‘Ageism alive and well in Norfolk’ says man who can’t get a job because he’s 50
Employers have been urged to recruit more older people after ageism was said to be 'alive and well' in the workplace in Norfolk.
Discrimination regarding age is illegal but some firms are still opting for the younger - and often cheaper - job applicants leaving those aged 50-plus out in the cold.
Dan Skipper, CEO of Age UK Norwich, called for change. He said: "People aren't retiring at 65 anymore, 12% of men and 8% of women are working beyond the state retirement age and that trend is only going to grow. As the world of work changes employers need to leverage the experience and knowledge which older workers can bring."
The issue arose after a 50-year-old man with extensive business experience contacted this newspaper stating he was experiencing ageism.
Stephen Davies, from Swaffham, who is married with a 17-year-old son, had his contract as a degree apprenticeship development officer at City College Norwich abruptly ended after 18 months, two years early.
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Despite applying for 30 jobs online in one week alone, Mr Davies, who was a business advisor earning £40,000 a year before taking the £29,000 post at City College, is still looking for work.
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He said he felt his age was hampering job offers, particularly with recruitment agencies.
"It was a big shock," said Mr Davies. "During that first week I was really down about it and it's the recruitment agencies, they say they will call you back but you never hear from them again. I asked one recently to be honest with me and they said: 'ideally you need to be around 30.'
"Despite having grown and nurtured an extremely large database of businesses, being qualified to a decent level and possessing 34 years of experience in and around business, I have come to the unfortunate conclusion that age plays a huge part when it is time to search for a new position. Ageism is alive and well in Norfolk."
Last year, MPs revealed more than one million people aged over 50 nationwide were being locked out of the workplace.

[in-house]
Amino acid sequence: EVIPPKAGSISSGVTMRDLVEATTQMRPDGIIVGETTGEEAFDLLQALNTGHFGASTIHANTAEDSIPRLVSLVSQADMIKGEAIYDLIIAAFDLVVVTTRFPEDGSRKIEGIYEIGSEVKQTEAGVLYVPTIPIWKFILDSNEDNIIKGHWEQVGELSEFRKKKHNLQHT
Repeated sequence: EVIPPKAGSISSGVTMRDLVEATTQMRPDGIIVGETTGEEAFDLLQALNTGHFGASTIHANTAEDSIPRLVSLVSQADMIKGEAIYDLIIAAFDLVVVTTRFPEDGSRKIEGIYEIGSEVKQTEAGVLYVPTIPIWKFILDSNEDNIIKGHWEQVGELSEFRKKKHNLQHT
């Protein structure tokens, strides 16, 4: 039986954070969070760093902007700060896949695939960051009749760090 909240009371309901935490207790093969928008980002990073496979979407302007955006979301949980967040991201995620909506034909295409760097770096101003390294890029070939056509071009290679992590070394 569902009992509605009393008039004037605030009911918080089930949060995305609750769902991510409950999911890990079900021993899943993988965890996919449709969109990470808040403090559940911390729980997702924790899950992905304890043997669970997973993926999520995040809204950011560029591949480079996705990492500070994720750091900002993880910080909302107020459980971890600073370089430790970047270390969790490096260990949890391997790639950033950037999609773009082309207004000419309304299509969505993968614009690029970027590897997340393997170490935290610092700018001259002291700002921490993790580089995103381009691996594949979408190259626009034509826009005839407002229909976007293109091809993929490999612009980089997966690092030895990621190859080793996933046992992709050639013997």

The government's business champion for older workers, Andy Briggs, former CEO of Aviva Life UK, with its HQ in Norwich, said employers needed to increase the number of staff in the 50-70 year old age bracket by 12% by 2022. It comes as nearly 10,000 businesses were set up by entrepreneurs over the age of 60 in the past year nationwide.
Alistair McQueen, head of savings and retirement at Aviva in Norwich, said: "Aviva UK has about 3,500 employees aged 50 and over. In Norwich alone, we have about 1,000 in this age group. At Aviva we want to create an environment where age is no barrier to opportunity. And we are putting our money where our mouth is by investing in training, development and support for all ages. We are investing in apprenticeships for all ages, with our oldest apprentice in his late 60s and we have introduced 'mid-life MOTs" to help our people aged 45-and-over consider their wealth, work and wellbeing at this important time in their life."
Ageism in the workplace has also been debated recently by local business leaders who are members of the Cambridge-Norwich Tech Corridor.
At its inaugural meeting of its 'talent taskforce' at Howes Percival in Norwich, the subject was top of the agenda. Member Jim Marshall, of hiring consultancy Marshall Wolfe, with offices in London and Suffolk, said: "We urge employers to create an inclusive environment regarding gender, age and race because by creating diversity, they will be so much more productive."
The Norfolk Chamber of Commerce also promotes older people in the workplace and recently backed the creation and development of a new recruitment agency for people aged 45 and more, Greydient Jobs.
Meanwhile, Will Palgrave-Moore, associate director at Cooper Lomaz Recruitment, with an office in Norwich, and which were not contacted by Mr Davies, said: "We advise any candidate, regardless of their age, to use all of the tools available to help promote themselves to potential companies."
A spokesperson for City College Norwich, said: "As an employer, City College Norwich recognises the many benefits of recruiting employees of all ages into the organisation, particularly in terms of the professional experience, industry knowledge, and connections they bring with them.
"Mr Davies was appointed to a fixed-term, project-funded post, through the Network for East Anglian Collaborative Outreach. The second phase of the national funding for the project unfortunately meant we could not extend the post for a further academic year."
The law on ageism:
Discrimination or unfair treatment on the basis of age, is now against the law in almost all cases. If you experience behaviour that makes you feel humiliated, degraded or intimidated because of your age, this is classed as discrimination.
The Equality Act covers your treatment in the workplace by employers and when you apply for a job. When advertising a job role, employers can't include age limits and should avoid terminology which suggests they are looking for a particular age group such as '10 years' experience' or 'enthusiastic young people' or 'recent graduates.' They can ask for your date of birth but should keep this separate from the application and not use it as a deciding factor. If you feel you have experienced ageism, you should follow your employer's grievance procedure or you an seek free advice from Acas or the Equality Advisory and Support Service.